Google hit out at the US Department of Commerce and the Bureau of Industry and Security this week over proposed amendments to trade legislation related to the Wassenaar Arrangement, a multilateral export control agreement, arguing they will negatively impact cybersecurity vulnerability research.
The Wassenaar Arrangement is a voluntary multi-national agreement between 41 countries and intended to control the export of some “dual use” technologies – which includes security technologies – and its power depends on each country passing its own legislation to align its trade laws with the agreement. The US is among the agreement’s members.
As of 2013 software specifically designed or modified to avoid being found by monitoring tools has been included on that list of technologies. And, a recent proposal put forward by the US DoC and BIS to align national legislation with the agreement suggests adding “systems, equipment, components and software specially designed for the generation, operation or delivery of, or communication with, intrusion software include network penetration testing products that use intrusion software to identify vulnerabilities of computers and network-capable devices” to the list of potentially regulated technologies, as well as “technology for the development of intrusion software includes proprietary research on the vulnerabilities and exploitation of computers and network-capable devices.”
Google said the US DoC amendments would effectively force it to issue thousands of export licenses just to be able to research and develop potential security vulnerabilities, as companies like Google depend on a massive global pool of talent (hackers) that experiment with or use many of the same technologies the US proposes to regulate.
“We believe that these proposed rules, as currently written, would have a significant negative impact on the open security research community. They would also hamper our ability to defend ourselves, our users, and make the web safer. It would be a disastrous outcome if an export regulation intended to make people more secure resulted in billions of users across the globe becoming persistently less secure,” explained Neil Martin, export compliance counsel, Google Legal and Tim Willis, hacker philanthropist, Chrome security team in a recent blog post.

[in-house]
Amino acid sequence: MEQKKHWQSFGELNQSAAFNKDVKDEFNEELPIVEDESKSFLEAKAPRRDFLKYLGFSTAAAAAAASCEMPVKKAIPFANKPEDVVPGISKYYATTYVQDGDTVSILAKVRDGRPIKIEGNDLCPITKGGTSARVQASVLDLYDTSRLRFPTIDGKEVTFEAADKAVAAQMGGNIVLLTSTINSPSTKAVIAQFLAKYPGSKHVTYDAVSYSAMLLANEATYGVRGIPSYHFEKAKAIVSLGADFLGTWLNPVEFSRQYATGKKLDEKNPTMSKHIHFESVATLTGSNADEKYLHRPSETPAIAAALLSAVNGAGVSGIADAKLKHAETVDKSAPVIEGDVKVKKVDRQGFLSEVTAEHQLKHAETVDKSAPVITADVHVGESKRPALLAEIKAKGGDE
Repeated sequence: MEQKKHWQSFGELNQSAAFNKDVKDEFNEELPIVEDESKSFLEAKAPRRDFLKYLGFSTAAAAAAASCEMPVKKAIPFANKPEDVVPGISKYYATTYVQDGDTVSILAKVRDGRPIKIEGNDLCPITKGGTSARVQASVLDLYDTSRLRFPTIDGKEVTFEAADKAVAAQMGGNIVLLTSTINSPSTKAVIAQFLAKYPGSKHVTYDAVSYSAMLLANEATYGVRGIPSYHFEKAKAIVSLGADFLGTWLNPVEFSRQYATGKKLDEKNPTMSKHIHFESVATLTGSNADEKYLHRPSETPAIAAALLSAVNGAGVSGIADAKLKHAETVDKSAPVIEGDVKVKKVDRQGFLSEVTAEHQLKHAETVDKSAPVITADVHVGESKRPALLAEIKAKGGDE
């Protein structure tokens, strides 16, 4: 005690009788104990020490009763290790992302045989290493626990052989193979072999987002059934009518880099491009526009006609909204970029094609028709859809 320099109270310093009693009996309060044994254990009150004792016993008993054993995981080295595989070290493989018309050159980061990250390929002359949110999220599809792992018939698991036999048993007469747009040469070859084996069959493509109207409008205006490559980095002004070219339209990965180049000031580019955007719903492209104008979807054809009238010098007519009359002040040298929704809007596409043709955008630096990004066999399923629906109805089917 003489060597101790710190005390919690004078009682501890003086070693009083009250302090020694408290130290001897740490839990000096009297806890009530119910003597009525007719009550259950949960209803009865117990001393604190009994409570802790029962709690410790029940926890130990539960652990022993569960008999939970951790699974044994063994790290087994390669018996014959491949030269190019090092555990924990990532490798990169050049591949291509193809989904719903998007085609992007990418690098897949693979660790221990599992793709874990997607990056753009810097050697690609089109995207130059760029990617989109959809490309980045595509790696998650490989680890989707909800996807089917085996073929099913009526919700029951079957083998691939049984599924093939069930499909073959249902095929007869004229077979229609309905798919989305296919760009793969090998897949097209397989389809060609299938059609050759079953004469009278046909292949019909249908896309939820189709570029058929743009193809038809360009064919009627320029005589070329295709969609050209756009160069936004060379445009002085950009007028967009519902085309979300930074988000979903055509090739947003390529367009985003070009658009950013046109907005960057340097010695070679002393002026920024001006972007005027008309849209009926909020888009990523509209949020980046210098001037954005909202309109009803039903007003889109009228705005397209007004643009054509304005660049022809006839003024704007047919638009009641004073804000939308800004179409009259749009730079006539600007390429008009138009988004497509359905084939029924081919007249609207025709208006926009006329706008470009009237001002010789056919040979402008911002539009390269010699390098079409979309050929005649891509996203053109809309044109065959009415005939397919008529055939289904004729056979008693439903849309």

“Since Google operates in many different countries, the controls could cover our communications about software vulnerabilities, including: emails, code review systems, bug tracking systems, instant messages – even some in-person conversations! BIS’ own FAQ states that information about a vulnerability, including its causes, wouldn’t be controlled, but we believe that it sometimes actually could be controlled information,” the company said.
Google also said the way the proposed amendment is worded is far too vague and proposed clarifying the DoC-proposed amendments as well as the Wassenaar Arrangement itself.
“The time and effort it takes to uncover bugs is significant, and the marketplace for these vulnerabilities is competitive. That’s why we provide cash rewards for quality security research that identifies problems in our own products or proactive improvements to open-source products. We’ve paid more than $4 million to researchers from all around the world.”
“If we have information about intrusion software, we should be able to share that with our engineers, no matter where they physically sit,” it said.